Spectacular Spaces Made of Glowing String

I’m constantly curious about innovation in the design of experiences, and that inevitably causes my head to turn when someone unveils promising new technologies. But lately I have been more compelled by new thinking that doesn’t require gadgetry to make me look twice. We’ve seen galleries made of pure color, an exhibit that uses your sense of smell instead of one you’d expect, and other surprises. The latest in this hopefully growing trend for me is the work of Korean-German artist Jeongmoon Choi, who creates magical spaces with nothing but some string and UV lights. Note to self: don’t wait for the next electronics product announcement to conceive something fresh.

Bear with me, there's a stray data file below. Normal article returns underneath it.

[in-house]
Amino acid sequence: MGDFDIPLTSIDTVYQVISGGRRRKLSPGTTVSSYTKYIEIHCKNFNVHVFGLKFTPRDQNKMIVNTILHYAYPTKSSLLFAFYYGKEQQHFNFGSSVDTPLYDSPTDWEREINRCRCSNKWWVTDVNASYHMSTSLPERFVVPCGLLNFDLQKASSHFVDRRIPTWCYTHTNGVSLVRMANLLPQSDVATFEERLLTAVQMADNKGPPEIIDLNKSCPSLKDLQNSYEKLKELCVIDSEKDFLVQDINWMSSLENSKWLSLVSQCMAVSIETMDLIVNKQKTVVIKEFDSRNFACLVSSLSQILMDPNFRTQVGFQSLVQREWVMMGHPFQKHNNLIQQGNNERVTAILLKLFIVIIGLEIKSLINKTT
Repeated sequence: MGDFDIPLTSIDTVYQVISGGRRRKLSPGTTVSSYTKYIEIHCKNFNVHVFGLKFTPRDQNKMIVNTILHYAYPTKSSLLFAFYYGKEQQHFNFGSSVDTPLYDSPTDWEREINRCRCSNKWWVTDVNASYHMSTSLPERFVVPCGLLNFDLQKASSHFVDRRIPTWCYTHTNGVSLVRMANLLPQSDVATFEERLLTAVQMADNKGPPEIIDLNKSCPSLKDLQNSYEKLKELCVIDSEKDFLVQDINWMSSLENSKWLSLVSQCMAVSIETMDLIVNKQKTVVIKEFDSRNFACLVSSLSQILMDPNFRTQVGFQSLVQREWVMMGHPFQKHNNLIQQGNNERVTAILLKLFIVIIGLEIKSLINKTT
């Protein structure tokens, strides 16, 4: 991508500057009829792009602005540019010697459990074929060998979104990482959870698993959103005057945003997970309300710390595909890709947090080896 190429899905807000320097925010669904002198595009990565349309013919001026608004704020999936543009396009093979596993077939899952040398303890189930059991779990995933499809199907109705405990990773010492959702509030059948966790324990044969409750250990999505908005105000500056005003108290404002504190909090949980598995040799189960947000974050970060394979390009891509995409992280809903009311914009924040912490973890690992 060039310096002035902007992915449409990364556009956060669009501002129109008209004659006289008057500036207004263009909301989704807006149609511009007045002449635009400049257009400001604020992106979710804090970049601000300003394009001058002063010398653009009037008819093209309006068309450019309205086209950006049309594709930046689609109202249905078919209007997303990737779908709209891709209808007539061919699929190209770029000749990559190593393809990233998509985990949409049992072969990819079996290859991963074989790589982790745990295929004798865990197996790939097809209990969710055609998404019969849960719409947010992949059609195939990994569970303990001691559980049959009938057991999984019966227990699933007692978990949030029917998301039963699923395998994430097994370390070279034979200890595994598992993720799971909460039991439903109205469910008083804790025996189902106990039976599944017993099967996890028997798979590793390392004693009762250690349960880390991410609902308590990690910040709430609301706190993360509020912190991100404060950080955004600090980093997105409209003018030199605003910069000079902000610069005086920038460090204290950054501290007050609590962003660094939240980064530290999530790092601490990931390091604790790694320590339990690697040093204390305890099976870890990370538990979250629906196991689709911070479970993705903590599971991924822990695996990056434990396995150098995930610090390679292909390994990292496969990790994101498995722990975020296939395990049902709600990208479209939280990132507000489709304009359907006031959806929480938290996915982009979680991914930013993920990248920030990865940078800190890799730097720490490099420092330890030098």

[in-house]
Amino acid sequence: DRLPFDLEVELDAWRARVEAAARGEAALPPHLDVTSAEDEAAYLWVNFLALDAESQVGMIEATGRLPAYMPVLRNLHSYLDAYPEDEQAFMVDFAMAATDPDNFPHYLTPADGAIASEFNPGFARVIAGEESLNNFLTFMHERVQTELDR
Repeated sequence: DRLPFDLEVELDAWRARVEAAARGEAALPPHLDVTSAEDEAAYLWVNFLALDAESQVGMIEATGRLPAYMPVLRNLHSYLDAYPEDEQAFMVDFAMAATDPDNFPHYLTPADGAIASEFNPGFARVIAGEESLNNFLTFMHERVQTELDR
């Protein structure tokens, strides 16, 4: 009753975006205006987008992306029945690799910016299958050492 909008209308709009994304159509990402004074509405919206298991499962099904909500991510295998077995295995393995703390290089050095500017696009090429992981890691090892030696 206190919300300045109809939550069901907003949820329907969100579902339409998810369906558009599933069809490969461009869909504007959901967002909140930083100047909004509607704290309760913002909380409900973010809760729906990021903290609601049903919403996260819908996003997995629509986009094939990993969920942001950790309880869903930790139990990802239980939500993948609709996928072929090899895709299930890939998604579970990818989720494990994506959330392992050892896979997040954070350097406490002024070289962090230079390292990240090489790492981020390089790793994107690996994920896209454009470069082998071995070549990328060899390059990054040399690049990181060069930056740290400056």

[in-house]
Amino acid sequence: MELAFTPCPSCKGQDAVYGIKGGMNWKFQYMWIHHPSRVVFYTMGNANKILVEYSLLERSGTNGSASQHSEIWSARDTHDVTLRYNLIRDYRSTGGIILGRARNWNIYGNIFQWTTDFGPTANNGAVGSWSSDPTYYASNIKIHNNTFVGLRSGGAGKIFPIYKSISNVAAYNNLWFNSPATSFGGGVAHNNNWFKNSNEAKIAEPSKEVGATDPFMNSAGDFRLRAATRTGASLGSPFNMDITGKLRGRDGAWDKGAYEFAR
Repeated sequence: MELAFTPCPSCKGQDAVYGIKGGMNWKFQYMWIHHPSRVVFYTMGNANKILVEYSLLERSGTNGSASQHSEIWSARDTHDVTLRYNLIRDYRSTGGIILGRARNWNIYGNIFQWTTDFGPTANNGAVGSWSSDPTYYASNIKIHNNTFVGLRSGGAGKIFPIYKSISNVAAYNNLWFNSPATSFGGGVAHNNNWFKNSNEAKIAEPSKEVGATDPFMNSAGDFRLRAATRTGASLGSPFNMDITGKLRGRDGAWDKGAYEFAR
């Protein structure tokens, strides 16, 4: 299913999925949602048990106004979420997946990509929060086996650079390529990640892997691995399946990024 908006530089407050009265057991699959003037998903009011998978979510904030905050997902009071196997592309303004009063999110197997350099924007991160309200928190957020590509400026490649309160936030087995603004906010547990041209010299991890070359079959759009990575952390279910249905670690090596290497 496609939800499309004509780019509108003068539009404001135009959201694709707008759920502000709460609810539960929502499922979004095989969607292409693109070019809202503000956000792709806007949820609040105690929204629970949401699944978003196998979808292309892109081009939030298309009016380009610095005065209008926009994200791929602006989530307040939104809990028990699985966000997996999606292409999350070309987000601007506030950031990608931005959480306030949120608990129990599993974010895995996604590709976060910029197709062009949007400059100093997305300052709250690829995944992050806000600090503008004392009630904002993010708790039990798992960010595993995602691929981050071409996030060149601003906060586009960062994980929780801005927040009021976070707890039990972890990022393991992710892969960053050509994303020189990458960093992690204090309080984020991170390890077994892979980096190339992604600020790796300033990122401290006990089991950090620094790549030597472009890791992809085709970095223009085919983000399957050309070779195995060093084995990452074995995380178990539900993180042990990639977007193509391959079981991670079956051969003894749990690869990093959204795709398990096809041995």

Originally spotted at Creator’s Project.


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  1. Jonathan – with our Professors Friedrich St. Florian and Raimund Abraham at R.I.S.D’s Architecture school, we set up poles with tiny mirrors in a “black box” space. The mirrors were angled to bounce a laser many times through the space, and traced out a ceiling plane, door openings, corners, walls – looking much like Choi’s string construction. This was very hi-tech for the 1970’s. The coolest thing about lasers being used to describe the space was that, with the push of a button, you could instantly change the “shape” (and feeling) of the space. That moment of change was dramatic.

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